The measure, Senate Bill 294, now goes before the full Senate for consideration.
State Sen. Greg Albritton, a Republican, is the primary sponsor of the legislation. He told the committee the “unofficial” name of the proposal is “The Gambling Control Bill” because gambling is already taking place in Alabama, albeit illegally.
“This is not an expansion bill, this is a control bill,” he said.
As written, the legislation proposes:
- The minimum age to place a sports bet is 21;
- Mobile and retail sports betting is allowed;
- $100,000 license fee for a sports operator;
- 20% tax on gross revenues paid to the state by sports betting operator;
- Professional and collegiate sports bets, as well as prop bets are permitted.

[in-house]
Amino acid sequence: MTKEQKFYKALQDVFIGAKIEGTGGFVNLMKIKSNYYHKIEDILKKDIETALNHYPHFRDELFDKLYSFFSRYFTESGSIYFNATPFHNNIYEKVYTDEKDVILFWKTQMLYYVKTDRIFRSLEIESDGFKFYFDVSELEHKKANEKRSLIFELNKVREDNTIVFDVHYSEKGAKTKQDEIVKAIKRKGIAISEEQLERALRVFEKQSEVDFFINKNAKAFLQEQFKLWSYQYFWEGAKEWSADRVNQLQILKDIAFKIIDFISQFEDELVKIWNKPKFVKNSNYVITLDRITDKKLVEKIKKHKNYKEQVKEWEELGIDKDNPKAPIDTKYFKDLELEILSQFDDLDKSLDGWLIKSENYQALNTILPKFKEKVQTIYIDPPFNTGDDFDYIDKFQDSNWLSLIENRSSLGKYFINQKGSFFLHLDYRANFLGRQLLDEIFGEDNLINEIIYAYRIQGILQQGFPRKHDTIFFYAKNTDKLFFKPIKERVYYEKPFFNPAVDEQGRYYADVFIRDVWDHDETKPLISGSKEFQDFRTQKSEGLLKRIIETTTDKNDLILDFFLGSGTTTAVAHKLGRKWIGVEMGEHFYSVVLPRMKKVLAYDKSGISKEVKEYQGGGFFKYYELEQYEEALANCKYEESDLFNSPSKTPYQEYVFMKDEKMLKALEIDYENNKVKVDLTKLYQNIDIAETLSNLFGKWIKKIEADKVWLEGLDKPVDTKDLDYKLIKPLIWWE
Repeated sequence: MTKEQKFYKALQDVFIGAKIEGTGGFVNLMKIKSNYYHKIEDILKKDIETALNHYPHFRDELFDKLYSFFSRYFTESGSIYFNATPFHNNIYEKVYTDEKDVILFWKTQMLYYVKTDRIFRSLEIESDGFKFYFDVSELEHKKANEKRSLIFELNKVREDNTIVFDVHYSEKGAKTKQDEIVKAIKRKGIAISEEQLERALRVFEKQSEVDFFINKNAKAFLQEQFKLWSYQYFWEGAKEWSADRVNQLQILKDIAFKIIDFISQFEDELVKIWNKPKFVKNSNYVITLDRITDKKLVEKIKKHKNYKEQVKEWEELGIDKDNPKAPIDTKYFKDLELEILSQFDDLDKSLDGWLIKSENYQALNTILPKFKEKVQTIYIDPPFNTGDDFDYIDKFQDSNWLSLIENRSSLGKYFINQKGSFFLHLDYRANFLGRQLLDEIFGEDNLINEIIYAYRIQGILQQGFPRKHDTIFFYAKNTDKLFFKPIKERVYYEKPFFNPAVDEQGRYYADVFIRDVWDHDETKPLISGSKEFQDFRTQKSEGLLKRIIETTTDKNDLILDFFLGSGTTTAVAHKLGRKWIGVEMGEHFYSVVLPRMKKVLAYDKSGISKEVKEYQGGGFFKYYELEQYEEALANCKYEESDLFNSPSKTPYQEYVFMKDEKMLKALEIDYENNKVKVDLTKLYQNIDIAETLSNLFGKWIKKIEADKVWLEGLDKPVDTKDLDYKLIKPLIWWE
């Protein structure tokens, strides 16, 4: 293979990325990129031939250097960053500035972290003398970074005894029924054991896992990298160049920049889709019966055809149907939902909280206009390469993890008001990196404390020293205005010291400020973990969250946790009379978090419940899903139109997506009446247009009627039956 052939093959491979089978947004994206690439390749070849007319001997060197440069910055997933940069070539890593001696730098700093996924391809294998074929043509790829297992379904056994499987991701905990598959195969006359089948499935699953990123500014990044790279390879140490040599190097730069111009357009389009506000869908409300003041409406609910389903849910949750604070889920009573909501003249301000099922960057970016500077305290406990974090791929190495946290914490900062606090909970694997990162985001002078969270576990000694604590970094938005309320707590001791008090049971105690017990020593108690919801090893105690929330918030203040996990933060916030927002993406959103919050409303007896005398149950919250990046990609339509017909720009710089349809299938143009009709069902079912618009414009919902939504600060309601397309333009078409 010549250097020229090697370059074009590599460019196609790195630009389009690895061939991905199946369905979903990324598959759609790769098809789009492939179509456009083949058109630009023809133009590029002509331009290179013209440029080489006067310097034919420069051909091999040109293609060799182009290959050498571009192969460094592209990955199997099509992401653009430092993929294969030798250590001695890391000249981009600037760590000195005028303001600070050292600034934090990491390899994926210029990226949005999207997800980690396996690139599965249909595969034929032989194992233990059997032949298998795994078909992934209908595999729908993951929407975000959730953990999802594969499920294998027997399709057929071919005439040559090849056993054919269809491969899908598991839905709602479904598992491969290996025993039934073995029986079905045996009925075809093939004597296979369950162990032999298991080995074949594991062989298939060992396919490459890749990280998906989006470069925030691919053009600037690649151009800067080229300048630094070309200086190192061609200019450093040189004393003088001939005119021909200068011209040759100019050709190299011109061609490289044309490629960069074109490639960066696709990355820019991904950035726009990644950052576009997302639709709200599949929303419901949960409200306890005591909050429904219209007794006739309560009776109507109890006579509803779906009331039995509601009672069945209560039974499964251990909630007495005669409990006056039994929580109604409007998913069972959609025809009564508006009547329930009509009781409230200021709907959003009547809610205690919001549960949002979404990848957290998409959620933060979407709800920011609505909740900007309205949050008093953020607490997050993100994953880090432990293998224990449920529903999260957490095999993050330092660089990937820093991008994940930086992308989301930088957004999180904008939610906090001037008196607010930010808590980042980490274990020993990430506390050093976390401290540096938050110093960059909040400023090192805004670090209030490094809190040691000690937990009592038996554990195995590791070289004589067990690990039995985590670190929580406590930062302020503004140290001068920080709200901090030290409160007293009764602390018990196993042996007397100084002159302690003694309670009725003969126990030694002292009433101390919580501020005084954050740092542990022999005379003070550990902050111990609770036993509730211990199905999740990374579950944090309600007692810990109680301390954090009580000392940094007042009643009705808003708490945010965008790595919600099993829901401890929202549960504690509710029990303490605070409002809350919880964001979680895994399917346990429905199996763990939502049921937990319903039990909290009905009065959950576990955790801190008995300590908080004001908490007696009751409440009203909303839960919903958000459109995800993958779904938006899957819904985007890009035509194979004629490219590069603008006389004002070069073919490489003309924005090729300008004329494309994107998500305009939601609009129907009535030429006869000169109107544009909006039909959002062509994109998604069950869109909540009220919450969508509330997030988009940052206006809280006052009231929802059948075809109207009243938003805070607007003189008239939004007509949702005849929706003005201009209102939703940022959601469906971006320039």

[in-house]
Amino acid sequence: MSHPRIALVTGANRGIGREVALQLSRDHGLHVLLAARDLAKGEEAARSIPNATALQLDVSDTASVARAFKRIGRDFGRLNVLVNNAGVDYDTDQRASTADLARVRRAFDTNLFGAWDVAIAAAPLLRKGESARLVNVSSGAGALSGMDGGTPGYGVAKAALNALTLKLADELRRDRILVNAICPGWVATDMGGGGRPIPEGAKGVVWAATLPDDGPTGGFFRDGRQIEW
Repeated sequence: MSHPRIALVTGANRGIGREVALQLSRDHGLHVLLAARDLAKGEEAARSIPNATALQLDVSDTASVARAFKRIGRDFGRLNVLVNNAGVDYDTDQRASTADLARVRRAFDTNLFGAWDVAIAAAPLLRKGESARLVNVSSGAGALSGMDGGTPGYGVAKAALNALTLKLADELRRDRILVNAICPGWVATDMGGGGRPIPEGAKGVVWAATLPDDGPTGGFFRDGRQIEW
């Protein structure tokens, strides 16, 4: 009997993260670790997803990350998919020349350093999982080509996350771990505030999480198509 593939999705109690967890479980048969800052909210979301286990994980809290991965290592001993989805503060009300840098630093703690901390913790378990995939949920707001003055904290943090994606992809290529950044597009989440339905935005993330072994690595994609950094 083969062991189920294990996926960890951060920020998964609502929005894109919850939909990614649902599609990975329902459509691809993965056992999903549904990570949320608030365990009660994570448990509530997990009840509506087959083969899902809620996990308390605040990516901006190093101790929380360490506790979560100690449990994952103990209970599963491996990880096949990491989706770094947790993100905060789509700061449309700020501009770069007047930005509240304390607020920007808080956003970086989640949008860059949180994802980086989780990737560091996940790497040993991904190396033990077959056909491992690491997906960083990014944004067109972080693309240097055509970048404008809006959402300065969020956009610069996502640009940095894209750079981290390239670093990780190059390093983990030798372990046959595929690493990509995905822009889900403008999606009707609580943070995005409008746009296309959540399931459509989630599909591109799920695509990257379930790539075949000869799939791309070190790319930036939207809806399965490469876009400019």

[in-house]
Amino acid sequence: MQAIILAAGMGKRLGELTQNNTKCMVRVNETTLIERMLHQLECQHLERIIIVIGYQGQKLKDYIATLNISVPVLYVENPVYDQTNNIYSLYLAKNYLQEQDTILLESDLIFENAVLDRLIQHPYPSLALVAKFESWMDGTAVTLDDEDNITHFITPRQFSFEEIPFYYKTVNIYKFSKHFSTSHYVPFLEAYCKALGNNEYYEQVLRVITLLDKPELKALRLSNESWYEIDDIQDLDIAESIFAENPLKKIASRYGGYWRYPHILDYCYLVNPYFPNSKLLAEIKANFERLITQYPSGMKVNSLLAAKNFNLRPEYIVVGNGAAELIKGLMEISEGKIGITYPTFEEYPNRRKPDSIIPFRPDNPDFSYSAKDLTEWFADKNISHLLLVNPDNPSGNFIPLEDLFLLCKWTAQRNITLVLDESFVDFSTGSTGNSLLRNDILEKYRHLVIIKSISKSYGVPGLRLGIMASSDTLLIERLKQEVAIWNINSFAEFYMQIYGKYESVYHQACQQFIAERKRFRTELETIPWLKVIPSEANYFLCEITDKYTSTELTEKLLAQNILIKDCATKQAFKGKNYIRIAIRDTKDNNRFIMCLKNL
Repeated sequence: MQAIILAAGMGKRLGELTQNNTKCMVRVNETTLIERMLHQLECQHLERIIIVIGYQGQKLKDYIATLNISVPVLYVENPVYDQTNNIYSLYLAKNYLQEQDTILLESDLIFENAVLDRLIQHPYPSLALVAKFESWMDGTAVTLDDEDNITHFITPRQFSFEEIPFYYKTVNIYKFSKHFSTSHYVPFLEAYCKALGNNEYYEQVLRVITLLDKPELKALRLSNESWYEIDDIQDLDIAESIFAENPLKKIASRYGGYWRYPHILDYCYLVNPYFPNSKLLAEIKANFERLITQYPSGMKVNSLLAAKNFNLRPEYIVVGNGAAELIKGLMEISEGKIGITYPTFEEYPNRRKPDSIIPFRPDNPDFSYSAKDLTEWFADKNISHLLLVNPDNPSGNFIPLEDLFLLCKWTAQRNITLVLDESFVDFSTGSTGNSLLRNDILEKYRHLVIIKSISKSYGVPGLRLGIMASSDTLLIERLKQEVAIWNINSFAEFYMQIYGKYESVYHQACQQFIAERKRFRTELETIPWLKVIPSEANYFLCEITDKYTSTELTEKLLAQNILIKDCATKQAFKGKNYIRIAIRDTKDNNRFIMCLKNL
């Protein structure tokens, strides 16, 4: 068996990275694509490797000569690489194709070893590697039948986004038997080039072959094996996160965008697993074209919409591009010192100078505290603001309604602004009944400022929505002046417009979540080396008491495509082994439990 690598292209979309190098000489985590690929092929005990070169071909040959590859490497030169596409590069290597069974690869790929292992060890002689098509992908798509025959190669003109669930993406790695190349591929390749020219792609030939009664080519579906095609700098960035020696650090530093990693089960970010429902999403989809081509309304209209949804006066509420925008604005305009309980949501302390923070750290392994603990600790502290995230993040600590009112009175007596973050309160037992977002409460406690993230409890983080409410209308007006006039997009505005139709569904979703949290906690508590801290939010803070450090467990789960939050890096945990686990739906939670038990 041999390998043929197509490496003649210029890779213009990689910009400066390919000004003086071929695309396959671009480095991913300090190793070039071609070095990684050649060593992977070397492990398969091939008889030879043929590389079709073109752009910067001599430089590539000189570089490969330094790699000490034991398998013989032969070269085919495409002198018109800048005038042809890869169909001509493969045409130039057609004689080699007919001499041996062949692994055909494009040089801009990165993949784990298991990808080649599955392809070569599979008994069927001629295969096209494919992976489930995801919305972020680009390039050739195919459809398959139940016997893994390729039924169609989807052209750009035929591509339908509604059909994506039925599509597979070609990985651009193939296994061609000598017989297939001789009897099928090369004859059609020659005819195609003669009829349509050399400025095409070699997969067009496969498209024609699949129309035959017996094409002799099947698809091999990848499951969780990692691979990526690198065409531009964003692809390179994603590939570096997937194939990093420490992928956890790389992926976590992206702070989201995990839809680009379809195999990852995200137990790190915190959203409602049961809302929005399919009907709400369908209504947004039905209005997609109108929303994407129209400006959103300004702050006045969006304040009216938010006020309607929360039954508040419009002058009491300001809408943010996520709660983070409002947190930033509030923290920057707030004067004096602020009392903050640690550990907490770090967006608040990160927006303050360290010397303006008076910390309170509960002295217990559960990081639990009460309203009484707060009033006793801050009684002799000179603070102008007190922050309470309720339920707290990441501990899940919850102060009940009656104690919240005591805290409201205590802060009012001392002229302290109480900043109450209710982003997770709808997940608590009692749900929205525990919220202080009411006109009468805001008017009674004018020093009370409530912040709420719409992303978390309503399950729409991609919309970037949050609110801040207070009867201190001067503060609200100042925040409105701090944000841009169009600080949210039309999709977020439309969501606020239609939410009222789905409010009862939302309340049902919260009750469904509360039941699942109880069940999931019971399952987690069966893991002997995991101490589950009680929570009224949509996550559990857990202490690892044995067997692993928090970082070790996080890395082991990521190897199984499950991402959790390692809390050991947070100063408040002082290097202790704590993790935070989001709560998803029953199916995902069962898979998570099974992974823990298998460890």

Opposition To Alabama Sports Betting
The majority of those who spoke during the hour-long hearing were opposed to the measure. They argued the bill creates “winners and losers” with some regions of the state benefiting more than others.
One opponent likened expanded gambling opportunities to expanded food opportunities, noting many get fat around the Christmas holidays because they have more food to eat. The same would happen with gambling addicts if they were given more chances to place bets, he said.
State Sen. Rodger Smitherman, a Democrat, expressed concern that minority communities were not given proper consideration in the bill.
Albritton said he would work with Smitherman to address his concerns.
Next Steps To Legalized Betting In Alabama
If the measure is approved by both chambers, it would go before the Alabama voters in November.
But the clock is ticking.
The Alabama Legislature is set to adjourn April 7.